Helle Thorning-Schmidt became a household name Tuesday when a photograph of her taking a smartphone "selfie" with U.S. President Barack Obama and British Prime Minister David Cameron at Nelson Mandela's memorial service in South Africa went viral worldwide.

Most viewers of the image instantly recognized the two men in the intimate trio, but Thorning-Schmidt is not quite as well-known as the prime minister of small Denmark.

But as the picture makes the rounds, many people may want to know more about the European leader, who appeared to have drawn the ire of Michelle Obama on Tuesday, judging by the first lady's scowl in images of the Kodak (or Instagram?) moment.

Thorning-Schmidt, 46, is not a new face on the world scene, despite her relative anonymity, as she was elected Denmark's first female prime minister in 2011, just six years after becoming the first woman to lead the country's Social Democratic Party. Before that, she served in the European parliament from 1999 to 2004.

She is known as a centrist, having led the charge in 2012 for tax reforms that lowered the tax burden for Denmark's rich, but also taking steps to reverse strict anti-immigration measures passed by previous governments.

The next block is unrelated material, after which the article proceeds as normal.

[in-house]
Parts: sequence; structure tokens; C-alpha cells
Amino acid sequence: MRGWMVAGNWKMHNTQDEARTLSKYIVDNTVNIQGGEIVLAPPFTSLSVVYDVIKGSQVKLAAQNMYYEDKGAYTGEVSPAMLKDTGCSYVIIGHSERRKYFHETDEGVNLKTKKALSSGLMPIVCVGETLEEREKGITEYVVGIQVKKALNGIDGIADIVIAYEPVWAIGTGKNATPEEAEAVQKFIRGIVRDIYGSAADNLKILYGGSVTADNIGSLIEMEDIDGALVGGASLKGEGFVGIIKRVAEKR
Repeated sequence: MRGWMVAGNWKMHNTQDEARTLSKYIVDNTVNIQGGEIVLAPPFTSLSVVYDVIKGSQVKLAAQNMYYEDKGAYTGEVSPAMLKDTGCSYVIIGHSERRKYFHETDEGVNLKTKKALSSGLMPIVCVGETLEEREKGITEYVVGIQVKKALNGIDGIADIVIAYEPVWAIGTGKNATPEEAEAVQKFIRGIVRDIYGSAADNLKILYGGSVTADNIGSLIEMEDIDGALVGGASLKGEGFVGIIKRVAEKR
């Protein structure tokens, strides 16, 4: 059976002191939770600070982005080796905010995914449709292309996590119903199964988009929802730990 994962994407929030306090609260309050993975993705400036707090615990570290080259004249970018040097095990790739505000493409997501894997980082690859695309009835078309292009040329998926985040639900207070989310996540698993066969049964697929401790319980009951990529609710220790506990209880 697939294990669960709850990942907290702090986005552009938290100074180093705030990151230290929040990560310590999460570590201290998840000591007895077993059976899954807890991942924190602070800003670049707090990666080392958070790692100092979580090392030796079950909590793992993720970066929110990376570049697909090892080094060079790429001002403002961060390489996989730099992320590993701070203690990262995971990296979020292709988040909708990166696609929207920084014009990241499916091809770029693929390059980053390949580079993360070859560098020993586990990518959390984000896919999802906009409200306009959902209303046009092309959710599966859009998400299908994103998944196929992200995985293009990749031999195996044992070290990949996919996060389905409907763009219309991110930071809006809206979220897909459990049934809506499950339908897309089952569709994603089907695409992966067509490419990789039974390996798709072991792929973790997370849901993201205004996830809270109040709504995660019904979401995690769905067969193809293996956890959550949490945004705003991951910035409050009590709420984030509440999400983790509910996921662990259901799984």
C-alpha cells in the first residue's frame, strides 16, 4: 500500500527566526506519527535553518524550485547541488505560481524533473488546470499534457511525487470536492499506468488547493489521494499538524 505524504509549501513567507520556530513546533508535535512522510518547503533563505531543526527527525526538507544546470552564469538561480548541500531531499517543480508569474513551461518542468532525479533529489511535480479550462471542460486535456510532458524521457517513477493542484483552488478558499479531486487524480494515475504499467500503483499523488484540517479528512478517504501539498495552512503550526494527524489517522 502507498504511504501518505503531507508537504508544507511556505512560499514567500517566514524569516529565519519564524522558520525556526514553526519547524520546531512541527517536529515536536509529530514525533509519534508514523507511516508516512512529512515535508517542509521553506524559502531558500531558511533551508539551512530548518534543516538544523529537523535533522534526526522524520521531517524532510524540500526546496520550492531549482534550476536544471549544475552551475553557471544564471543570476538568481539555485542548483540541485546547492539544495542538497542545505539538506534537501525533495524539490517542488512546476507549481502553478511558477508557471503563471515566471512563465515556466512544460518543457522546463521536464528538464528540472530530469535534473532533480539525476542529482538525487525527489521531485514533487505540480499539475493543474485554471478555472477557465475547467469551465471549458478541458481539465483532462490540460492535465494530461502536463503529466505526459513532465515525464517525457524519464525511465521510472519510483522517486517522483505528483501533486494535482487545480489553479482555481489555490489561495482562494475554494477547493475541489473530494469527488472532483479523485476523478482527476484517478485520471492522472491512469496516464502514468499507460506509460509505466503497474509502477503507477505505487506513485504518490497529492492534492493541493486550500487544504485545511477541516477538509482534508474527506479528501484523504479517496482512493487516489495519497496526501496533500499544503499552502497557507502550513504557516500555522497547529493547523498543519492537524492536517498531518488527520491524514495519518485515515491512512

A graduate of the University of Copenhagen and Belgium's College of Europe, Thorning-Schmidt is regarded as an excellent debater and is sometimes referred to by the nickname "Gucci Helle" because of her love for designer clothing, according to the Danish news outlet VG Nett. She and her husband, Stephen Kinnock, managing director at the Xynteo advisory firm, married in 1996 and have two daughters together. His father is the former British Labour Party leader Neil Kinnock. The couple was struck by scandal in 2010 when allegations about tax evasion by her husband arose, but the charges were dropped by the end of the year.

Danish prime ministers are rarely international celebrities, but in the wake of the Obama "selfie" moment, she may find herself better-known than her predecessors.